Researchers from Chronicle collected data from VirusTotal reaching over a time span of 365 days to find out which CAs had be abused the most. 
In all, 3,815 samples met their filtering criteria. In the picture below you can see the top 25 abused CAs. You can read more about their insights here - Abusing Code Signing for Profit.

Signed malware example: Ryuk

Insights about the Ryuk malware like the ransom note and the certificate are shown here.


Ryuk's initial routine

Ryuk checks if one of the following network interfaces are present. If so, it terminates. This has been implemented to protect devices with those network interfaces from being infected. At this point, it's not clear which devices are meant to be protected with this feature.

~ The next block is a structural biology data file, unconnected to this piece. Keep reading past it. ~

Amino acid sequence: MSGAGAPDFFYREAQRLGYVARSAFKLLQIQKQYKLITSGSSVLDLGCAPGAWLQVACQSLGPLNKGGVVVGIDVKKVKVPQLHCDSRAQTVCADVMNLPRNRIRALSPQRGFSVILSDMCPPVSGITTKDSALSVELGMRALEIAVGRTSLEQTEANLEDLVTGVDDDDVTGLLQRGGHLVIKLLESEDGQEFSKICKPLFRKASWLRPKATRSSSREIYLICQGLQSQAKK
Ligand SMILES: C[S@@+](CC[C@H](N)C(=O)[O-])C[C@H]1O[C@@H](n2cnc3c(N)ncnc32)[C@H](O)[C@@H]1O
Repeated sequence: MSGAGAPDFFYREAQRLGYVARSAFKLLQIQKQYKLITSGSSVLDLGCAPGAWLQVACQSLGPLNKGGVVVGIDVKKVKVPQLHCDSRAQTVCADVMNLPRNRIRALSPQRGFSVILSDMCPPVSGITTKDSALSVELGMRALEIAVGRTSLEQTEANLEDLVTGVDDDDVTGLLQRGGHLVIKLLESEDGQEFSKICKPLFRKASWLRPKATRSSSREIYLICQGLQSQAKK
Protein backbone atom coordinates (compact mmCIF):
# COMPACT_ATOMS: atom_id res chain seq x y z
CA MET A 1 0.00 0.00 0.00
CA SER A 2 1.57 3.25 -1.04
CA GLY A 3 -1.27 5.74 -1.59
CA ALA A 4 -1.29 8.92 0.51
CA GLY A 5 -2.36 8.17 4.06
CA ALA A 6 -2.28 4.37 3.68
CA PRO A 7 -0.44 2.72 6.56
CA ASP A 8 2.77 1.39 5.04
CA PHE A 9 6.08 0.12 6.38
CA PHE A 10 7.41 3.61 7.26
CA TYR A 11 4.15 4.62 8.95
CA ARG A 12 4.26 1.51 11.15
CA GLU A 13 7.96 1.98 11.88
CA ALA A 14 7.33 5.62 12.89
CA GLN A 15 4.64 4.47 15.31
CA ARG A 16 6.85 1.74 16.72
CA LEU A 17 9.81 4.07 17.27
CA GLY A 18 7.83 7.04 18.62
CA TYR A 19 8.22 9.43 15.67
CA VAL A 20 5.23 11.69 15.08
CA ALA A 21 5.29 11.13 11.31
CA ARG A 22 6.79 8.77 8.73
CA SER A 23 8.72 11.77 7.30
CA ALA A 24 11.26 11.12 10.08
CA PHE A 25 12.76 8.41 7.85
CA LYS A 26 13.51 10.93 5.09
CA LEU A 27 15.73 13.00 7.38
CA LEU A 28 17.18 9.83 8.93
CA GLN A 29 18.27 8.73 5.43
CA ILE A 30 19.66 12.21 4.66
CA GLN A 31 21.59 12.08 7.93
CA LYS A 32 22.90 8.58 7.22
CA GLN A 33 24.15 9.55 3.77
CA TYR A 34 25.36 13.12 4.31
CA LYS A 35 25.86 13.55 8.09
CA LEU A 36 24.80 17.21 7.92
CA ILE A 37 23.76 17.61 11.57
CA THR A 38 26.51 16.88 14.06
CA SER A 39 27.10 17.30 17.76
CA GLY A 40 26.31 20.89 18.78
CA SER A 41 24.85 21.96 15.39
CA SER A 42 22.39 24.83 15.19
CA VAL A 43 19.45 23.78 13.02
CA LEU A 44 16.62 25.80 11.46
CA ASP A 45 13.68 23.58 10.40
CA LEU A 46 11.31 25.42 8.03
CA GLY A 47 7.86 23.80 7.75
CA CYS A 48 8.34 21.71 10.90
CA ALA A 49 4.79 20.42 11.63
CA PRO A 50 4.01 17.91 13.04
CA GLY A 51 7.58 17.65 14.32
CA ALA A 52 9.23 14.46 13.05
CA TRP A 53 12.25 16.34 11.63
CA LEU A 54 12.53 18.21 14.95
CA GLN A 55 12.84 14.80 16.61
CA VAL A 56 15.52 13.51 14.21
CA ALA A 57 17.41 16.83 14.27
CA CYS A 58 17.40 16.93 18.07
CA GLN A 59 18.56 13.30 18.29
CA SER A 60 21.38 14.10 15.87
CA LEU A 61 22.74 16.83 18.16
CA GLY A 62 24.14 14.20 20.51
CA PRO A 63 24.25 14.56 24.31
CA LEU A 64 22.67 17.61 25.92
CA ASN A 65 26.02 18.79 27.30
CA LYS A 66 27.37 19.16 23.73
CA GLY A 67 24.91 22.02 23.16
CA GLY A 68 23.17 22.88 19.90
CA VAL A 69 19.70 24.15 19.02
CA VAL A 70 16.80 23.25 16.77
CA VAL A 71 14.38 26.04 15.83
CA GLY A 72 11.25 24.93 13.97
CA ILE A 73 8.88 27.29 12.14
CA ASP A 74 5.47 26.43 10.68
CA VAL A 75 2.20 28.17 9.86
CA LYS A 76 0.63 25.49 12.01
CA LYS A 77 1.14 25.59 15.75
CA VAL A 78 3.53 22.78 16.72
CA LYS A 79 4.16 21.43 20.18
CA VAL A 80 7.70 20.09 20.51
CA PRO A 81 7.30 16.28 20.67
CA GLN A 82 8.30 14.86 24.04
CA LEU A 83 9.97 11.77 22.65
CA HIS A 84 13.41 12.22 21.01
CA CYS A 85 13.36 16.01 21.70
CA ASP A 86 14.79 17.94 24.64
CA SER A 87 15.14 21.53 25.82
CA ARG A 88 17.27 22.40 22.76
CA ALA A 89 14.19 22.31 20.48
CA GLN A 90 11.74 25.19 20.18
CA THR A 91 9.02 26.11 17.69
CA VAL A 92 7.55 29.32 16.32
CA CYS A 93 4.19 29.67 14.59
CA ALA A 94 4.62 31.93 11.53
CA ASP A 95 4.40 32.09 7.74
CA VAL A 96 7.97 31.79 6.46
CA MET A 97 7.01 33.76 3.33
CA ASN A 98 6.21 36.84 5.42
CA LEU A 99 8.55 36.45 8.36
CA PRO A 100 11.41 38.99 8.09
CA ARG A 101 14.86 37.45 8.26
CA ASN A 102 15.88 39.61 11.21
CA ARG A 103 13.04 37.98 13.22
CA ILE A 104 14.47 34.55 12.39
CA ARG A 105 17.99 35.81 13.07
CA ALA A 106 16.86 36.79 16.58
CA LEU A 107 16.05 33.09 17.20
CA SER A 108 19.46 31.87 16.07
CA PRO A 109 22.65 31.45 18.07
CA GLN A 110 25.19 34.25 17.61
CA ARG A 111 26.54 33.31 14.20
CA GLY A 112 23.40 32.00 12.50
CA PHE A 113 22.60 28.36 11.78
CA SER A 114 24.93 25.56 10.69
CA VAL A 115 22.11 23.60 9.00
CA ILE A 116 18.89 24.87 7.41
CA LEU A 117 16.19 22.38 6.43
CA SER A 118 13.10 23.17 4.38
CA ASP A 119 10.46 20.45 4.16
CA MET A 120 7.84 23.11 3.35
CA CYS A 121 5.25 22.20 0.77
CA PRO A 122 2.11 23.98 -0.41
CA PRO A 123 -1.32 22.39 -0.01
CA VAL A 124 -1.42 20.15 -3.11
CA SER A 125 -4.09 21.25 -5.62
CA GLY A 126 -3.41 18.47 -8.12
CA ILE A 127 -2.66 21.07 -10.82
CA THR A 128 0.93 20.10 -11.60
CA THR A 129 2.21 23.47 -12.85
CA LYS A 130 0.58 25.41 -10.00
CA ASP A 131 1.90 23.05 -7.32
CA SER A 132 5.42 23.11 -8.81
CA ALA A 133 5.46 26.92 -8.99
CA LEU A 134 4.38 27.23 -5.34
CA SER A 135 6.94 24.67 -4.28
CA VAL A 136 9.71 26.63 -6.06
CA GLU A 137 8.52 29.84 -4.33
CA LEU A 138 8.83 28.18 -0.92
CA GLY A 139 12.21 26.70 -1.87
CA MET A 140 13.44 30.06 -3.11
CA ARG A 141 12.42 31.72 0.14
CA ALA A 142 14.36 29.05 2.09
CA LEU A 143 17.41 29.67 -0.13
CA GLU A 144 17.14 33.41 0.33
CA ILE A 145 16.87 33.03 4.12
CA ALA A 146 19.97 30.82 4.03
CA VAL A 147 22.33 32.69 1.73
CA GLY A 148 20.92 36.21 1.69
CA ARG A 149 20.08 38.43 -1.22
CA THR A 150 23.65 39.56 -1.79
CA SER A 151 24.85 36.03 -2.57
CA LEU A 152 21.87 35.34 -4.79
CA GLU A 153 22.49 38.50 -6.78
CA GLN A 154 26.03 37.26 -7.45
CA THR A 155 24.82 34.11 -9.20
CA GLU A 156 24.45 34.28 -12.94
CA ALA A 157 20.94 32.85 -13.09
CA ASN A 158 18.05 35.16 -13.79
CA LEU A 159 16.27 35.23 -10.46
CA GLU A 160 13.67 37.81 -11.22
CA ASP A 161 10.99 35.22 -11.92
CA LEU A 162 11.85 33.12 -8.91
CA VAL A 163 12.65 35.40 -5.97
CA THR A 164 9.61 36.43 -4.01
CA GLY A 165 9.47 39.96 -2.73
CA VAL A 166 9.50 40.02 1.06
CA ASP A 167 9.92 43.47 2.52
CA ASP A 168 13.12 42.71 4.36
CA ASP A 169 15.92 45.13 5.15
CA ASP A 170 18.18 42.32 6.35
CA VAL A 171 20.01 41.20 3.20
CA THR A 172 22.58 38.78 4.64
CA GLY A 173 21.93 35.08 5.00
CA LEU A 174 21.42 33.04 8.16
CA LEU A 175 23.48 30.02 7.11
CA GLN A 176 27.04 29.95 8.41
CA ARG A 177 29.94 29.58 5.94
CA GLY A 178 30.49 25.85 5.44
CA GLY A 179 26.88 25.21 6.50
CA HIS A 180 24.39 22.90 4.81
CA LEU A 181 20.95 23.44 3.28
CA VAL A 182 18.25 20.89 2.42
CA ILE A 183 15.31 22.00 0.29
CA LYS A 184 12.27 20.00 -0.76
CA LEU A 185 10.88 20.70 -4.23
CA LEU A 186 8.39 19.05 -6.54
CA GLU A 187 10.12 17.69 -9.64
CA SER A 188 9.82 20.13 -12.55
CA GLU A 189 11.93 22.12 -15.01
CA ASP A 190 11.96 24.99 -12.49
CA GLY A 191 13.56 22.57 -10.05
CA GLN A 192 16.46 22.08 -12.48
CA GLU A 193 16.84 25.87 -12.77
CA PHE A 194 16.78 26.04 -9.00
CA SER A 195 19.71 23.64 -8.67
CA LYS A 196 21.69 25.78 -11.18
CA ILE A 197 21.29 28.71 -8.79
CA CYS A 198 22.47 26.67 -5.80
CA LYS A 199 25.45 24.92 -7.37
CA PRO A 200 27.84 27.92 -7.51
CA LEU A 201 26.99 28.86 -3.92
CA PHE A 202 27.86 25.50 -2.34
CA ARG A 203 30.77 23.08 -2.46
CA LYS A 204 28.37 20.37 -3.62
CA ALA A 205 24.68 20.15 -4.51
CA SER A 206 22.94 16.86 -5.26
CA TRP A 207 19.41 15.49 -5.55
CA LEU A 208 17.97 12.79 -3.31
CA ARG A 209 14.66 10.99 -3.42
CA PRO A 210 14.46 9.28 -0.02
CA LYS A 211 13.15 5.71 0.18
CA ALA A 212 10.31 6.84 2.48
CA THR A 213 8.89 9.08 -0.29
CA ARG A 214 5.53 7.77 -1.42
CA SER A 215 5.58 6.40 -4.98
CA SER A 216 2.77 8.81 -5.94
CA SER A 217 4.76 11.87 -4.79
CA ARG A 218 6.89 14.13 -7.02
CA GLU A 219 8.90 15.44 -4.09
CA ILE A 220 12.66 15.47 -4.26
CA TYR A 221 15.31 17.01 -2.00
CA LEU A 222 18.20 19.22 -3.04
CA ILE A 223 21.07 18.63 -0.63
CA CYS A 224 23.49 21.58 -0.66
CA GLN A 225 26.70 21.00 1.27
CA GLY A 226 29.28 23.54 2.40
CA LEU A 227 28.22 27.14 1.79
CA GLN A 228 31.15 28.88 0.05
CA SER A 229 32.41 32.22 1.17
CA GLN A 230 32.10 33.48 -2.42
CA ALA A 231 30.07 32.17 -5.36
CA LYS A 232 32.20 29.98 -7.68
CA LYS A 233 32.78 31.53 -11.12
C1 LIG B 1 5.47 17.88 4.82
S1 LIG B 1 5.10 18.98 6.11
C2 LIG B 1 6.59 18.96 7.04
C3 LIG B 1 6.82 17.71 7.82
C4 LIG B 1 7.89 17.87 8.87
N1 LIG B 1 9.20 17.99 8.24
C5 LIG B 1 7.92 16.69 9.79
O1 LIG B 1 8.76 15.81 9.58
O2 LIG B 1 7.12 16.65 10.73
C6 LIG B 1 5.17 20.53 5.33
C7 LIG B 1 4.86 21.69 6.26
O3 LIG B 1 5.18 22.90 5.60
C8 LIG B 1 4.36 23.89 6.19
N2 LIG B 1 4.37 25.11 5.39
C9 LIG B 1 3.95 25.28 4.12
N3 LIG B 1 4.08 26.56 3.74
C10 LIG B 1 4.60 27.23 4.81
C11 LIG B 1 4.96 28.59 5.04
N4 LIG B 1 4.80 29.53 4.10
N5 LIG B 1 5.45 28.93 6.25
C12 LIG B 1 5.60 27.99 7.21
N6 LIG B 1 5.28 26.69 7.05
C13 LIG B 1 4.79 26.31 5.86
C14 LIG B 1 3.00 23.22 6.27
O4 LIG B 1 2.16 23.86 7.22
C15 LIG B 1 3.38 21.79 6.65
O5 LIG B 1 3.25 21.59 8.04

Next, the following commands are executed:


net stop "audioendpointbuilder" /y
net stop "samss" /y


The first command stops the Windows Audio Endpoint Builder, which causes audio devices and effects to not function properly. This might be implemented, because the victim notices on another way (other than just encrypted files), that the computer is infected. This may include missing sound on YouTube videos.

The second command stops the Security Accounts Manager, which prevents other services - such as SIEM solutions - from receiving any alerts about suspicious activities on the affected system. 

Lastly, Ryuk will attempt to terminate a number of processes. This might be implemented to make sure, that any open documents aren't locked by the corresponding software and certain malware protections aren't hindering Ryuk on its actions.